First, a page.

By Míċeál Ó Loċlainn
1st October 1919.
There’s no question about the year or month of Joe Éinniú’s birth but the actual date has been a subject of discussion. The first of October’s often mentioned, particularly as you get closer to his native district of Carna. But the fifteenth is also mentioned and has become something of a received wisdom. At time of writing (1st October 2019), it’s the date given on Wikipedia’s ‘Joe Heaney’ page. Other, more scholarly, works have also mentioned it; sometimes citing Joe’s birth certificate as definitive evidence. (To be fair, their authors would hardly have made this reference without good reason — but read on…) And indeed, in the past we’ve referred to it ourselves here in the Cartlanna.
The need to verify the correct date became pressing during 2019, when we were planning the October release for the centennial celebration series with members of Joe’s family. Not only were they sure that he was born on the first, they showed us a copy of his birth and baptismal certificate, which confirms it. Joe’s neice, Máire Éinniú, then very kindly made that document available to us and allowed us to reproduce it here.
The relevant part states:
…Rugadh Seosam Ó Éaniú ar an 1aḋ lá de mhí Deire Fóġṁair 1919. (The spelling of the handwritten elements predates the standardisation of the 1940s; hence ‘Éaniú’.) Directly translated into English, this reads
…Seosam Ó Éaniú was born on the 1st day of the month of October 1919….
So while the belief that Joe was born on the fifteenth must have come from somewhere, this official document clearly contradicts it and his family aren’t disputing the documentation. Following this, we’re after updating all references to Joe’s birthday in the Cartlanna in deference to the authority of these sources.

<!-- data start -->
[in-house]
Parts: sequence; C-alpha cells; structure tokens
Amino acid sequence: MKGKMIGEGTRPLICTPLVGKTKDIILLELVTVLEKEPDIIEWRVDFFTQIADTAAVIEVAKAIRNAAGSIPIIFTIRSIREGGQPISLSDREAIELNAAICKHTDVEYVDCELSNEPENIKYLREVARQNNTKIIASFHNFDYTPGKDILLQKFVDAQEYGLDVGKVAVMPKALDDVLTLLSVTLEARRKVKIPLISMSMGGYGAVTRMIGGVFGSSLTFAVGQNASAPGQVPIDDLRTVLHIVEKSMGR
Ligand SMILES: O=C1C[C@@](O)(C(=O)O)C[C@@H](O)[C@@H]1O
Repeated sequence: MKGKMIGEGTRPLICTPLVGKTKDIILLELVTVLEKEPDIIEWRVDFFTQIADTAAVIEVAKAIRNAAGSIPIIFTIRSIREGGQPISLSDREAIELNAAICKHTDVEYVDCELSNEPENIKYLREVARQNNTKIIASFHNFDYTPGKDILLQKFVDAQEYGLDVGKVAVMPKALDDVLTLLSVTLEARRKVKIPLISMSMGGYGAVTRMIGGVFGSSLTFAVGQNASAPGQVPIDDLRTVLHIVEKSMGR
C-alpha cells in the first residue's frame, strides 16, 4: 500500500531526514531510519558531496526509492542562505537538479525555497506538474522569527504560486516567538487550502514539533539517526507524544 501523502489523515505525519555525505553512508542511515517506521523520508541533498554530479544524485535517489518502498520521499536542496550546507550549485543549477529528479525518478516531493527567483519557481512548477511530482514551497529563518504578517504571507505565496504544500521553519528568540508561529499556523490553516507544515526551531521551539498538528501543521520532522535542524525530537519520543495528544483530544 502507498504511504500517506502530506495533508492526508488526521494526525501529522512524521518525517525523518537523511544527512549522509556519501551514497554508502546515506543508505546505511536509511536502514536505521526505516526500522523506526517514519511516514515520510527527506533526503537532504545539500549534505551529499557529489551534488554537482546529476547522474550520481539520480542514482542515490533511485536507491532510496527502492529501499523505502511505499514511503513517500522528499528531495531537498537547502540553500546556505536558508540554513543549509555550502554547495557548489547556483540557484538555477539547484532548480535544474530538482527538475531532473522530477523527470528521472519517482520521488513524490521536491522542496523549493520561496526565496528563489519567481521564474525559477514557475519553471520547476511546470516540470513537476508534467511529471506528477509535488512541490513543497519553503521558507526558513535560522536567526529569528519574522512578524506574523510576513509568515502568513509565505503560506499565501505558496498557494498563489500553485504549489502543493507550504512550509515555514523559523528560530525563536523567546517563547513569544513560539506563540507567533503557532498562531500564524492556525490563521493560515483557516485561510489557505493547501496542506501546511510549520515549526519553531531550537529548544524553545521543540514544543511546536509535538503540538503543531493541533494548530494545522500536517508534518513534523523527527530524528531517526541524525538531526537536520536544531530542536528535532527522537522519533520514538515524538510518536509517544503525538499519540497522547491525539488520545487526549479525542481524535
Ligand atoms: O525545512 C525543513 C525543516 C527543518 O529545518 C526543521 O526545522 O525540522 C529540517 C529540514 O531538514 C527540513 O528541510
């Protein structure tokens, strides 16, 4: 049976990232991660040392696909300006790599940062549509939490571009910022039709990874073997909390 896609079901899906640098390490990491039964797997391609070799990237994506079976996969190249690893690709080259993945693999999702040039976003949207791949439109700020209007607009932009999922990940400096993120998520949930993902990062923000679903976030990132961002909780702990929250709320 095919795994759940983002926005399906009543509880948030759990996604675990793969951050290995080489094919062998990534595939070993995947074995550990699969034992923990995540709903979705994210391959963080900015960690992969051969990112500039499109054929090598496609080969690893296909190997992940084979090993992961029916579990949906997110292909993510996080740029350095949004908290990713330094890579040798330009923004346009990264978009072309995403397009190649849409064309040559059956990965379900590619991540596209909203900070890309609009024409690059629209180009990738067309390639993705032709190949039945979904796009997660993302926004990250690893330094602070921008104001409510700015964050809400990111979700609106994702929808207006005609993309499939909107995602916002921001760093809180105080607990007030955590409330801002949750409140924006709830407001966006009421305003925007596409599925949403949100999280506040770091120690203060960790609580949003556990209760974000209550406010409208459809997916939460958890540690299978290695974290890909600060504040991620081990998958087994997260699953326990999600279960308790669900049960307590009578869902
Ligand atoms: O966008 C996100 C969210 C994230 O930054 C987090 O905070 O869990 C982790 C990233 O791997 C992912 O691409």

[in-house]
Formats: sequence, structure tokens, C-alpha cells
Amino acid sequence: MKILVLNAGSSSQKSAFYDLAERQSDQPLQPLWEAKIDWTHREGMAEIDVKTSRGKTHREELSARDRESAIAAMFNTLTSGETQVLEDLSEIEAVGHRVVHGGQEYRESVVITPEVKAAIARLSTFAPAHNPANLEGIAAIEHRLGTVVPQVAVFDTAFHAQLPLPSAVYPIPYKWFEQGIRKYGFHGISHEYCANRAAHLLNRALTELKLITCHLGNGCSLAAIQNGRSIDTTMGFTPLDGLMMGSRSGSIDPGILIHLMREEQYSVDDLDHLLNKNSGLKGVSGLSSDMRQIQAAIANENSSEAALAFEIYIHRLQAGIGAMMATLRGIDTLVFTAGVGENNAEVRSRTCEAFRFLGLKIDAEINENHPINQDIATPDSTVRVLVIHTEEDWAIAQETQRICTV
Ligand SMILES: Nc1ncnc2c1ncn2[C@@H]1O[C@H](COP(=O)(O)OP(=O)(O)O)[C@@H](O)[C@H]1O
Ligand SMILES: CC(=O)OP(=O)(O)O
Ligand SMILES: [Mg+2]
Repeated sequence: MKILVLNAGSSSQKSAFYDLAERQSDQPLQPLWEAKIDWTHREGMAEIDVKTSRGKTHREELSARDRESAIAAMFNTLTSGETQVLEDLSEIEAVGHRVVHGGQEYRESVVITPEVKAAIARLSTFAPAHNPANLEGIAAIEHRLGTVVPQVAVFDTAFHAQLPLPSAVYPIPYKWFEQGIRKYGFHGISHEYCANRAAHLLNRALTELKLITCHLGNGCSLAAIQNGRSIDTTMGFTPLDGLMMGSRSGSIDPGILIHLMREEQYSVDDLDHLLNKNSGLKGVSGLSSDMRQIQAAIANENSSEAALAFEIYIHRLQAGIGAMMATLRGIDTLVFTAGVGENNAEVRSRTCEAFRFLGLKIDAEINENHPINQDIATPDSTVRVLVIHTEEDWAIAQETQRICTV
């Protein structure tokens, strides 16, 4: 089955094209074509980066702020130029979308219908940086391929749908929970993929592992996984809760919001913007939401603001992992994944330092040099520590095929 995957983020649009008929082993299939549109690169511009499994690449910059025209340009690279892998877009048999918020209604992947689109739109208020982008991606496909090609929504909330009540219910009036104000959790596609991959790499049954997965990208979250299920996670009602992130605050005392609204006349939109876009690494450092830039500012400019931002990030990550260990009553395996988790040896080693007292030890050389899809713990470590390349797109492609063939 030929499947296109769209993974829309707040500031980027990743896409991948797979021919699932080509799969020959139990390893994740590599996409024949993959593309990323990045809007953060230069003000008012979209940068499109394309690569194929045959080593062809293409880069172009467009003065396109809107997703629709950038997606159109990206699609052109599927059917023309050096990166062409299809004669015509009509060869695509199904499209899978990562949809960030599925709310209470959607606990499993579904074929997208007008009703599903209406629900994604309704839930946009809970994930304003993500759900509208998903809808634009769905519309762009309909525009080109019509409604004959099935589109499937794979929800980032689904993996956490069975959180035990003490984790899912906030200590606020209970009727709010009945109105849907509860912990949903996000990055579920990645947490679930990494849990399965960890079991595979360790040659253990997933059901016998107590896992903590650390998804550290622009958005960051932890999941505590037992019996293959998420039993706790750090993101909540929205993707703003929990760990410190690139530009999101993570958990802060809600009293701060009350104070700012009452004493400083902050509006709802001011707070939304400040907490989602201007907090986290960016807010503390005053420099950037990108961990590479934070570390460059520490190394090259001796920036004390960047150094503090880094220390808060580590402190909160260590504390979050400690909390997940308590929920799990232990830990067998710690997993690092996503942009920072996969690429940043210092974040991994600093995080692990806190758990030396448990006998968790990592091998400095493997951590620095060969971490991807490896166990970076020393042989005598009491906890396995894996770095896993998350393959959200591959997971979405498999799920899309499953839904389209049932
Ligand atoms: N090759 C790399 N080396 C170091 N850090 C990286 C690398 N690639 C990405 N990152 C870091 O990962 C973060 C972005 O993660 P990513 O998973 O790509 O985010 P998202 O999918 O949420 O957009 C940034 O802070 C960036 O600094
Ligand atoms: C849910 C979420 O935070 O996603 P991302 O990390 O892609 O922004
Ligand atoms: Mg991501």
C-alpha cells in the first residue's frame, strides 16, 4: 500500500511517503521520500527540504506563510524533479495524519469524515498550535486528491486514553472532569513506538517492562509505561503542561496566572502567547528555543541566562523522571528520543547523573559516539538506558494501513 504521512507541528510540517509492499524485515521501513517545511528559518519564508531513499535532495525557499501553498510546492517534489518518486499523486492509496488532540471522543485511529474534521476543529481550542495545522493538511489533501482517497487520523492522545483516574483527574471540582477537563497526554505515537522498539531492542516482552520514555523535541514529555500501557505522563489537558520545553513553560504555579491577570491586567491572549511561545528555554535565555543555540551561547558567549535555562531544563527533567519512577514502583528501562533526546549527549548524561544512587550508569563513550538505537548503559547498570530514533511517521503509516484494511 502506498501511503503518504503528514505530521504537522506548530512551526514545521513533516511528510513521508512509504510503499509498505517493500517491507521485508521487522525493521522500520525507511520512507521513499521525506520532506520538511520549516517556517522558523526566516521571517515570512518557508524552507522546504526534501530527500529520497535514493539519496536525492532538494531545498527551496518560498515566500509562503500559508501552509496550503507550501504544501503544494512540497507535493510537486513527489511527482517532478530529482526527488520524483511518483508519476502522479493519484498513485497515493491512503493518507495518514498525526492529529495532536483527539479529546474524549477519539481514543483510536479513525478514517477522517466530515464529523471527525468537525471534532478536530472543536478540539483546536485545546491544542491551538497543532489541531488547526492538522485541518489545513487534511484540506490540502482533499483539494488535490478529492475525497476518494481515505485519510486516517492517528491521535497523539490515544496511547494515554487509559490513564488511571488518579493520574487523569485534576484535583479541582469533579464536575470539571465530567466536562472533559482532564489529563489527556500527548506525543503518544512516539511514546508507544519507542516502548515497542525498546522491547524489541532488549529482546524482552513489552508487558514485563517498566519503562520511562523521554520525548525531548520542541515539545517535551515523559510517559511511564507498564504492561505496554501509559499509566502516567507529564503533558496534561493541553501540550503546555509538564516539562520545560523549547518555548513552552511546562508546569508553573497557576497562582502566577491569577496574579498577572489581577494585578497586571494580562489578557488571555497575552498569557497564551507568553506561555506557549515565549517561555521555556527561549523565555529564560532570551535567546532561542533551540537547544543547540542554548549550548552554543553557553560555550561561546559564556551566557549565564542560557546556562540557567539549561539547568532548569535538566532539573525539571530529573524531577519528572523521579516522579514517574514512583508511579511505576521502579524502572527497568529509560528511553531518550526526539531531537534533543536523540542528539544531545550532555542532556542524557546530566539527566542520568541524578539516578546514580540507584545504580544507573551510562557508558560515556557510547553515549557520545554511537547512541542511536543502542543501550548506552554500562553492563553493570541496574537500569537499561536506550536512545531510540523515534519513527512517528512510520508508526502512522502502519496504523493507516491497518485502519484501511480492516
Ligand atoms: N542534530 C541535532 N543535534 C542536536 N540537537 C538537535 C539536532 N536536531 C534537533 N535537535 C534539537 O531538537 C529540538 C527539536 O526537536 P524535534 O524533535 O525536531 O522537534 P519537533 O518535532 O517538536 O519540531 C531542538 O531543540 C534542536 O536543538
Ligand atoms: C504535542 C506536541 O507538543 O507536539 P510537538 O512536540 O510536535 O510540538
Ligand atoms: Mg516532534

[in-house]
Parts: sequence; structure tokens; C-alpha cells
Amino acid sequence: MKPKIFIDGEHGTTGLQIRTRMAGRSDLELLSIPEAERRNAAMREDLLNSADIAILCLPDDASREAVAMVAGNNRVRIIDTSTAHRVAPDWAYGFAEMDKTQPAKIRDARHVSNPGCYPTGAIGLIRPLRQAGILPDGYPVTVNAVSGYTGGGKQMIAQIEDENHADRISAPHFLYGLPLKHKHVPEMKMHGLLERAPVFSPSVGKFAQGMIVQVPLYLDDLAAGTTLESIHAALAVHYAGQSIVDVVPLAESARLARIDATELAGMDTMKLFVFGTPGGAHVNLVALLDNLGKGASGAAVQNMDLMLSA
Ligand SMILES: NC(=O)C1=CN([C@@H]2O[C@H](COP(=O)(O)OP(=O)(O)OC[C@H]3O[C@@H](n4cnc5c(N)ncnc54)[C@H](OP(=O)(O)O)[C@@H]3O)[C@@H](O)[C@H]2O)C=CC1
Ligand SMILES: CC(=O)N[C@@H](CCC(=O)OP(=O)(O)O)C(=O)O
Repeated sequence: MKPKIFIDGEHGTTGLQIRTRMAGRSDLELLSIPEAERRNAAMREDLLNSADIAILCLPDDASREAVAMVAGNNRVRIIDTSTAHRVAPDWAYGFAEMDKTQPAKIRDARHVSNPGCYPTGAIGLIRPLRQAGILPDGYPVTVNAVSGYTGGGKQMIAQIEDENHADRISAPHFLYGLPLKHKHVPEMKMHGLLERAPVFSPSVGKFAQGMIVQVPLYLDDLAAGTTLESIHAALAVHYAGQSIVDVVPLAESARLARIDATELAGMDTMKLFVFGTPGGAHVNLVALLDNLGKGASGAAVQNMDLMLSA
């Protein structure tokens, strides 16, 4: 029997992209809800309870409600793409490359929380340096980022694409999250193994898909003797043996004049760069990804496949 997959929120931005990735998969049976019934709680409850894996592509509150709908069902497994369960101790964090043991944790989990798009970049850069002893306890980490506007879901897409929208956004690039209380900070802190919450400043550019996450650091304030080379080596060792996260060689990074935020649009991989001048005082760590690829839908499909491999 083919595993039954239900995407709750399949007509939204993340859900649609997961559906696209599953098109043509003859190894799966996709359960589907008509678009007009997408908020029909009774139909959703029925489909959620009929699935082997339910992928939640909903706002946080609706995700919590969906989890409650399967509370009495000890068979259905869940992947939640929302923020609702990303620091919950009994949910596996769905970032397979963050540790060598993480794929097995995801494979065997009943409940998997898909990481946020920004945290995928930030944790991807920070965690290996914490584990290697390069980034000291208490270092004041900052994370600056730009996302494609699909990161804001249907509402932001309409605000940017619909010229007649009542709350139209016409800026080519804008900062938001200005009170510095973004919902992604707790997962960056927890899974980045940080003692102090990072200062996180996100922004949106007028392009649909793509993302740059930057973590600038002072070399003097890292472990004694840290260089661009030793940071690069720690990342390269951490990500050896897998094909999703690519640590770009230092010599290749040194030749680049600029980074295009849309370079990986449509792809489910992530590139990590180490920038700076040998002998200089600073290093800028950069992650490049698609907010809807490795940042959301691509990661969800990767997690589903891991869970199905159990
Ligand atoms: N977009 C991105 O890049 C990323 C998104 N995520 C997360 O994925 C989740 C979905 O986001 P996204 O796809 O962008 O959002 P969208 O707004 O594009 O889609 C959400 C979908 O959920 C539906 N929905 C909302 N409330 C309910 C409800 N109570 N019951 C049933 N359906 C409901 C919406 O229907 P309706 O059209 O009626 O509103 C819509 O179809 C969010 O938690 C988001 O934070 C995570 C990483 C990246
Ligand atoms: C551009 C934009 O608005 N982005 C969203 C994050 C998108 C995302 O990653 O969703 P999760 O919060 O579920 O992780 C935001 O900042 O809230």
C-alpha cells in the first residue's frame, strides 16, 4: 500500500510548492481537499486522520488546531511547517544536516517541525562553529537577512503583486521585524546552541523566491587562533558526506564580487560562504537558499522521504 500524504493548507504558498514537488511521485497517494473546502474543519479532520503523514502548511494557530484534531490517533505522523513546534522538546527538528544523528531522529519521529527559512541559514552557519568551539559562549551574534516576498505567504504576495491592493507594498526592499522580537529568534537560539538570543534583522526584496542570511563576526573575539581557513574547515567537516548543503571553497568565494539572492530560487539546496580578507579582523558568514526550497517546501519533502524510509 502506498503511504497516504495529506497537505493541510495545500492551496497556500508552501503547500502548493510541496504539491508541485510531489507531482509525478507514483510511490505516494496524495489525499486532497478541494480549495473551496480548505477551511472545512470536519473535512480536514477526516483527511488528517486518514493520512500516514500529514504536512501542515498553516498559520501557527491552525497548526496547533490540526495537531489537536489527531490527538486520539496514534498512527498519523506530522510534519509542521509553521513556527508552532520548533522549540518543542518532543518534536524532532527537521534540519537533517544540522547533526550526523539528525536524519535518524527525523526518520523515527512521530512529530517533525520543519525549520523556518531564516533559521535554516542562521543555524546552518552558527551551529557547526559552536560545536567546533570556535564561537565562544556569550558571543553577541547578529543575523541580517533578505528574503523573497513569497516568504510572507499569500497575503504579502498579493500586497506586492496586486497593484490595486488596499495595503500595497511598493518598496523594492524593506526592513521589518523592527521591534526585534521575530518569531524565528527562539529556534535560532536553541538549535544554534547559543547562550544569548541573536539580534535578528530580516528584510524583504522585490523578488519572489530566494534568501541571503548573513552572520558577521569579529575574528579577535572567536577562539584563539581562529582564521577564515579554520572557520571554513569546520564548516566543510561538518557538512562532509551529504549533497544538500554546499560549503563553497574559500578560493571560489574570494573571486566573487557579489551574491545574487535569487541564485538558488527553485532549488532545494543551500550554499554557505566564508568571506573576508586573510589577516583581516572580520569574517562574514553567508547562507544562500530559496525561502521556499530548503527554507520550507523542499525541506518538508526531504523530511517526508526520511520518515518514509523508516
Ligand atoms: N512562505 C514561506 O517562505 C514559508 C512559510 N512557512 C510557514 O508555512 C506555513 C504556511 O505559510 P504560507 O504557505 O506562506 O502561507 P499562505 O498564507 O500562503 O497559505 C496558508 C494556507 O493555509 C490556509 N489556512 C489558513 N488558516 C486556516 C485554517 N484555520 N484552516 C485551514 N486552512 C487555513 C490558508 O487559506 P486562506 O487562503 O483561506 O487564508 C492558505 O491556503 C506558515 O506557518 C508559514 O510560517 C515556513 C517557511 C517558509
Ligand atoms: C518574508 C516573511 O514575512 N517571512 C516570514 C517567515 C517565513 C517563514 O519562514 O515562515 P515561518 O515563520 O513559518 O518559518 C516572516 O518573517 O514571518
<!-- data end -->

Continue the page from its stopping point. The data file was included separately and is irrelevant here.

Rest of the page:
The fact is, in Ireland and elsewhere this kind of uncertainty about dates of birth isn’t entirely unusual where the births took place before, roughly, the mid-twentieth century. In the days before computerisation and mature telecommunication and transport infrastructures, many aspects of daily life ran at a slower and more informal pace. And of course, a lot more people were born at home then than now. Official registrations weren’t always a priority for members of the general public and rigorous accuracy wasn’t always a priority for local officialdom.
It’s worth pointing out that where uncertainty exists, and even where ‘family knowledge’ and ‘The Record’ are in conflict, it’s most unwise to blindly assume that the officially-recorded date must be the right one. Errors can originate anywhere. Consider another famous son of the Conamara Gaeltacht. To the certain knowledge of his family, the writer and political activist Máirtín Ó Cadhain was born on 20th January 1906 (in An Cnocán Glas, just west of An Spidéal; about forty miles east of Carna and fifteen miles west of Galway City). However, and for whatever reason, various items of official documentation give alternative dates. In that case, as in Joe’s, the evidence favours family knowledge.
More generally however, we just have to accept that some historical dates of birth — and indeed death — can never be known for sure.